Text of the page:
“Who?” they asked. “Who will cross? Cross to where?”
“That’s what you must determine.”
“How do we determine?”
“Ex-gan, fre-lahshe-mah,” said the Loghead.
“What will you remember most?” Dale asked. “Say what we remember most and that’s what will determine?”
“Gro,” said the Loghead, nodding its splintery head.
Dale looked at Rita and Rita looked at Dale. Rita was no longer the nearly-seventy year old woman he’d lived with for the past few years, wondering who she was and why everything about her was so goddamn irritating.
“Torros, tang-anaa,” said the Loghead.
They did so and Dale felt her in his arms and holding her was the greatest thing he’d ever experienced. He’d done it for decades, how did he get so lucky to be able to hold this girl in his arms at all?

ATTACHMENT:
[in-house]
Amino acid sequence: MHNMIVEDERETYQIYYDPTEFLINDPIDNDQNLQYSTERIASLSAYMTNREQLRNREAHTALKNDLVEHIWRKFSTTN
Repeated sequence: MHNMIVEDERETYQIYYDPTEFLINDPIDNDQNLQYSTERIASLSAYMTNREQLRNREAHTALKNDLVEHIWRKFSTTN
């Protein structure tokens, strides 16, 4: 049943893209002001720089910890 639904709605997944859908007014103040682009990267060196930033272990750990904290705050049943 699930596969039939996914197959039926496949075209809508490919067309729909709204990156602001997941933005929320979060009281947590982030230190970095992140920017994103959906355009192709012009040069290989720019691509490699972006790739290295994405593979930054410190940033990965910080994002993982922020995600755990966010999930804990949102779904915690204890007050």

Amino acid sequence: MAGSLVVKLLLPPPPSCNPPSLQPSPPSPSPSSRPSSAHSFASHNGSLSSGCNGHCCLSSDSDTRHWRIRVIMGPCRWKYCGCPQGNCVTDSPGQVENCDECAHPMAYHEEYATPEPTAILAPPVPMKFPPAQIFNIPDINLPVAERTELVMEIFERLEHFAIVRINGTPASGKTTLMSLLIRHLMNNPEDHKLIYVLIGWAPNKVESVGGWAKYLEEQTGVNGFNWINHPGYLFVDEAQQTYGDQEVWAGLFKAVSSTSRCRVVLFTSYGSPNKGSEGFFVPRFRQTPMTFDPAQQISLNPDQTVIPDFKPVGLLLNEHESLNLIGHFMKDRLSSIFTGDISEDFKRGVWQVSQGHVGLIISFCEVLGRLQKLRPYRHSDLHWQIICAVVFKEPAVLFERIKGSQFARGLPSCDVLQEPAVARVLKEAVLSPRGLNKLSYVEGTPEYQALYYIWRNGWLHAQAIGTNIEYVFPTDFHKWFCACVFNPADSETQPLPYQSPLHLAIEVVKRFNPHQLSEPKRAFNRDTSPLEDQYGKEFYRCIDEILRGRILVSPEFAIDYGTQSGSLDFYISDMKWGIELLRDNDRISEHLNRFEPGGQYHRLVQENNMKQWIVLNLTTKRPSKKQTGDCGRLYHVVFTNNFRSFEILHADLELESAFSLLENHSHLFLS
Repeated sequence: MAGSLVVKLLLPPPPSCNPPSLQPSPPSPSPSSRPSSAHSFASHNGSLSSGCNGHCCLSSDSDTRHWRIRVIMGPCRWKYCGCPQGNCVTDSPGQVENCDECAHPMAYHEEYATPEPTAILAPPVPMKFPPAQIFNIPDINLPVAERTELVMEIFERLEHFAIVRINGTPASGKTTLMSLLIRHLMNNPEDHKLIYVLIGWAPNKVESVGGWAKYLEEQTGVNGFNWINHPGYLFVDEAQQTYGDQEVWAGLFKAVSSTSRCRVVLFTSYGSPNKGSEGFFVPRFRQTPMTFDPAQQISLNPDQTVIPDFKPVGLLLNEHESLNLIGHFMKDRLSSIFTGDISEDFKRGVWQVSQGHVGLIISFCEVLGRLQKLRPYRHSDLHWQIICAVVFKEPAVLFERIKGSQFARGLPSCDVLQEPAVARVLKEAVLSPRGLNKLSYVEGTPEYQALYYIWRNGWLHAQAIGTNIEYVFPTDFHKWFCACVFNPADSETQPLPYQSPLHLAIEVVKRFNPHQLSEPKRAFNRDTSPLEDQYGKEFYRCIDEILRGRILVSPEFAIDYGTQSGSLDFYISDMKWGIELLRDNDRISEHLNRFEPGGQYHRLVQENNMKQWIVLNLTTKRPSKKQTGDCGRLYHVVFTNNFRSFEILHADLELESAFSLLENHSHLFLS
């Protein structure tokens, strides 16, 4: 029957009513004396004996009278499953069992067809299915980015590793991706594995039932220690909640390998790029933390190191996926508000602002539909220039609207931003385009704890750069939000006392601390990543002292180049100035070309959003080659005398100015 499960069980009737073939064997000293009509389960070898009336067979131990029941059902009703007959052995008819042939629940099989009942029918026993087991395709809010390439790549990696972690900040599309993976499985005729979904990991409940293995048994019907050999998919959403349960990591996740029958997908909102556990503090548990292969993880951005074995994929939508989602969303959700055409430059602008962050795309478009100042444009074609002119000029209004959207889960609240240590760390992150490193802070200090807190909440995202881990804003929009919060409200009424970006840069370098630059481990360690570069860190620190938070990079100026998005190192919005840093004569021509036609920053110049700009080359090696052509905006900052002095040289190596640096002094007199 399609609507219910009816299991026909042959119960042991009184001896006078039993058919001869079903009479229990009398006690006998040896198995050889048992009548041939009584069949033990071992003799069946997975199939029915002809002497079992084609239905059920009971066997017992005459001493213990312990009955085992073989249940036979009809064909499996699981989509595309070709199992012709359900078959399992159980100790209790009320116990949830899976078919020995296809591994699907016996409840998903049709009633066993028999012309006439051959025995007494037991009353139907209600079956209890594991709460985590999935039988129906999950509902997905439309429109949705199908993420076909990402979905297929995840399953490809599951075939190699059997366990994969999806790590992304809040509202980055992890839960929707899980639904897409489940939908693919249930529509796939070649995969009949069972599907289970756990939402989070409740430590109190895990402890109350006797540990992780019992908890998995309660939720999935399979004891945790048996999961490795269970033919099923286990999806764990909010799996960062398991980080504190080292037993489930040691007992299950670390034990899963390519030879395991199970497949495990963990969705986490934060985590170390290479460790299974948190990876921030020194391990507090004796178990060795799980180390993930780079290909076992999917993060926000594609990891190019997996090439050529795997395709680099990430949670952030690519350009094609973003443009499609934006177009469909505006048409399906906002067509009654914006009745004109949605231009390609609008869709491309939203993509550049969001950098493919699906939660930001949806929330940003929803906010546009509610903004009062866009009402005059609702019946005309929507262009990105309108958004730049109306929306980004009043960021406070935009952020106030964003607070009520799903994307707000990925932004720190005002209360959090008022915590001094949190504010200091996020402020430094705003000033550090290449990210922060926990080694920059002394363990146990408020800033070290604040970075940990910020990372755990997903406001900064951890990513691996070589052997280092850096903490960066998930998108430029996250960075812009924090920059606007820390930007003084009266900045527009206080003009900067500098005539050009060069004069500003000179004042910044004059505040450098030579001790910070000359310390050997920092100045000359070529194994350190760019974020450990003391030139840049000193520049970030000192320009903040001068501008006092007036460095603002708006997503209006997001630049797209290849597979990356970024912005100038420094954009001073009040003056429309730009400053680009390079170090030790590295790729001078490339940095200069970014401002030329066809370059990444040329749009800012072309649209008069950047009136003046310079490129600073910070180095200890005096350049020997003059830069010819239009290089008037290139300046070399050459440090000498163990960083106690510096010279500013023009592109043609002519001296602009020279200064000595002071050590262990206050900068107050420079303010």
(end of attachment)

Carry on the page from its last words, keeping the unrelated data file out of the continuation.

She wasn’t old anymore. She was her young self again, a brunette who worked part-time as an intern at the local newspaper in addition to their department store job and was a lethal gossip. A short, bespectacled cutie who gave dynamite head (anywhere, even in a movie theater like that old song) and loved his fingers in her pussy and his fingers in her long straight brown hair. She hated her hair. She called it lifeless. He loved her hair, loved the way it smelled, loved its rich brown color. He loved her pointed nose, he loved her little lips, he loved her little teeth when she smiled and her little chin. She was all his.
“I have so many memories rushing through me right now,” said the young Rita. “Good and bad. They’re like…”
“Ghosts,” said Dale.
“You are so handsome,” she said, touching his face. “I love your cheeks.”
“I love your ears,” Dale said, stroking one.